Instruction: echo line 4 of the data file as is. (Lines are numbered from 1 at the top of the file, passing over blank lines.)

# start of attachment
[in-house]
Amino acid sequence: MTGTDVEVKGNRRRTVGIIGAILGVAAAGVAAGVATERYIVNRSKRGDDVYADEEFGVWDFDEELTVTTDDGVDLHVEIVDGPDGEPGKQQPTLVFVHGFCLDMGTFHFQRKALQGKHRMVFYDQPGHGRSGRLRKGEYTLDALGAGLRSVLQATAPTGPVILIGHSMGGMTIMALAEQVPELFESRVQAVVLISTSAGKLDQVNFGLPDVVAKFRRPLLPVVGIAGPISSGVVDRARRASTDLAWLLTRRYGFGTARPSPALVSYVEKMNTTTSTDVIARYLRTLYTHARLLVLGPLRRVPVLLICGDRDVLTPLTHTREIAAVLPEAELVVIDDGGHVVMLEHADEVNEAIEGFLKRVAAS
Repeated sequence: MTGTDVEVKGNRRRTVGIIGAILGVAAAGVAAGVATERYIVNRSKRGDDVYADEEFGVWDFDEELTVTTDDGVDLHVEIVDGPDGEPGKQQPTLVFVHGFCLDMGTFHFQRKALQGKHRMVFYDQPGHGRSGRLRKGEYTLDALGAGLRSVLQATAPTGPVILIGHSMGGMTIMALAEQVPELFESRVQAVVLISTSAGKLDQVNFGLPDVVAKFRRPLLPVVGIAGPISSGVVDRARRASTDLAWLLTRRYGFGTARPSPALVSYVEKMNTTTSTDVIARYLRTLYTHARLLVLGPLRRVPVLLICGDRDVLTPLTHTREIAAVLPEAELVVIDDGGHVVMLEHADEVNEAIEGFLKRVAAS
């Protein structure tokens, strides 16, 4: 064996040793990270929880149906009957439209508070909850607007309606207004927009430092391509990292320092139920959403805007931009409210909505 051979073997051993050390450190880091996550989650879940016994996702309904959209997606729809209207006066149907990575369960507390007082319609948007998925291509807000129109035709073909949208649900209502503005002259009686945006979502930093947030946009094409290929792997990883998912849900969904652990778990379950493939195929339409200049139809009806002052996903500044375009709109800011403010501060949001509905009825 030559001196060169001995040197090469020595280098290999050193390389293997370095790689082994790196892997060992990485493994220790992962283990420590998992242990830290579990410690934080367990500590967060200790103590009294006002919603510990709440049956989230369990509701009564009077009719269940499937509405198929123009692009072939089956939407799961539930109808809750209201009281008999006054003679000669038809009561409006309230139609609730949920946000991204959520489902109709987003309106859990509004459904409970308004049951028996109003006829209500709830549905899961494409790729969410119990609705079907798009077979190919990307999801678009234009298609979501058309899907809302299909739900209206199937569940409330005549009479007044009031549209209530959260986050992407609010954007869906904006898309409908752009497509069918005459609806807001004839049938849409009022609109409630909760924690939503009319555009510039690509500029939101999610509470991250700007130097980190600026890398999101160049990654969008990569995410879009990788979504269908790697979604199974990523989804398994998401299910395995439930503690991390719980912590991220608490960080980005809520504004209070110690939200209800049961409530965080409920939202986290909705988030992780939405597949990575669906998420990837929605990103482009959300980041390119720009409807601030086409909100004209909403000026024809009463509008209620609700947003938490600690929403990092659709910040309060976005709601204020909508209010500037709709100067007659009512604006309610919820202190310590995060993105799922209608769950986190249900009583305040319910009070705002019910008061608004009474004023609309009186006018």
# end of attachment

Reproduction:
């Protein structure tokens, strides 16, 4: 064996040793990270929880149906009957439209508070909850607007309606207004927009430092391509990292320092139920959403805007931009409210909505 051979073997051993050390450190880091996550989650879940016994996702309904959209997606729809209207006066149907990575369960507390007082319609948007998925291509807000129109035709073909949208649900209502503005002259009686945006979502930093947030946009094409290929792997990883998912849900969904652990778990379950493939195929339409200049139809009806002052996903500044375009709109800011403010501060949001509905009825 030559001196060169001995040197090469020595280098290999050193390389293997370095790689082994790196892997060992990485493994220790992962283990420590998992242990830290579990410690934080367990500590967060200790103590009294006002919603510990709440049956989230369990509701009564009077009719269940499937509405198929123009692009072939089956939407799961539930109808809750209201009281008999006054003679000669038809009561409006309230139609609730949920946000991204959520489902109709987003309106859990509004459904409970308004049951028996109003006829209500709830549905899961494409790729969410119990609705079907798009077979190919990307999801678009234009298609979501058309899907809302299909739900209206199937569940409330005549009479007044009031549209209530959260986050992407609010954007869906904006898309409908752009497509069918005459609806807001004839049938849409009022609109409630909760924690939503009319555009510039690509500029939101999610509470991250700007130097980190600026890398999101160049990654969008990569995410879009990788979504269908790697979604199974990523989804398994998401299910395995439930503690991390719980912590991220608490960080980005809520504004209070110690939200209800049961409530965080409920939202986290909705988030992780939405597949990575669906998420990837929605990103482009959300980041390119720009409807601030086409909100004209909403000026024809009463509008209620609700947003938490600690929403990092659709910040309060976005709601204020909508209010500037709709100067007659009512604006309610919820202190310590995060993105799922209608769950986190249900009583305040319910009070705002019910008061608004009474004023609309009186006018």